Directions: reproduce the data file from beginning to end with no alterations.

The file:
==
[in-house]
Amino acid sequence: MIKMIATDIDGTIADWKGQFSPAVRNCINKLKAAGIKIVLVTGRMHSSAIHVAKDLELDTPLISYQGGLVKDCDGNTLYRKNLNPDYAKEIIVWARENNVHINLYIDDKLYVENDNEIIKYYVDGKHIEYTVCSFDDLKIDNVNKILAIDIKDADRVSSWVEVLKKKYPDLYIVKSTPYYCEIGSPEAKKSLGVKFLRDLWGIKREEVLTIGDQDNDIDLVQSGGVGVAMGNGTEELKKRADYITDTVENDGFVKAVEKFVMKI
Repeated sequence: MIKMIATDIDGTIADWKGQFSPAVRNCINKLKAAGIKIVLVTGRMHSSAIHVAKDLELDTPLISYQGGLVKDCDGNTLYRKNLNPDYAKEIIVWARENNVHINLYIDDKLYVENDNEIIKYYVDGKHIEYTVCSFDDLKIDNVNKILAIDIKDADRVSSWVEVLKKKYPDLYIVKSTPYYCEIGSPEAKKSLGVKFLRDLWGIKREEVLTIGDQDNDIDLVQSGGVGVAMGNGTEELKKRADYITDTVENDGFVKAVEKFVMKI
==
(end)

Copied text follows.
[in-house]
Amino acid sequence: MIKMIATDIDGTIADWKGQFSPAVRNCINKLKAAGIKIVLVTGRMHSSAIHVAKDLELDTPLISYQGGLVKDCDGNTLYRKNLNPDYAKEIIVWARENNVHINLYIDDKLYVENDNEIIKYYVDGKHIEYTVCSFDDLKIDNVNKILAIDIKDADRVSSWVEVLKKKYPDLYIVKSTPYYCEIGSPEAKKSLGVKFLRDLWGIKREEVLTIGDQDNDIDLVQSGGVGVAMGNGTEELKKRADYITDTVENDGFVKAVEKFVMKI
Repeated sequence: MIKMIATDIDGTIADWKGQFSPAVRNCINKLKAAGIKIVLVTGRMHSSAIHVAKDLELDTPLISYQGGLVKDCDGNTLYRKNLNPDYAKEIIVWARENNVHINLYIDDKLYVENDNEIIKYYVDGKHIEYTVCSFDDLKIDNVNKILAIDIKDADRVSSWVEVLKKKYPDLYIVKSTPYYCEIGSPEAKKSLGVKFLRDLWGIKREEVLTIGDQDNDIDLVQSGGVGVAMGNGTEELKKRADYITDTVENDGFVKAVEKFVMKI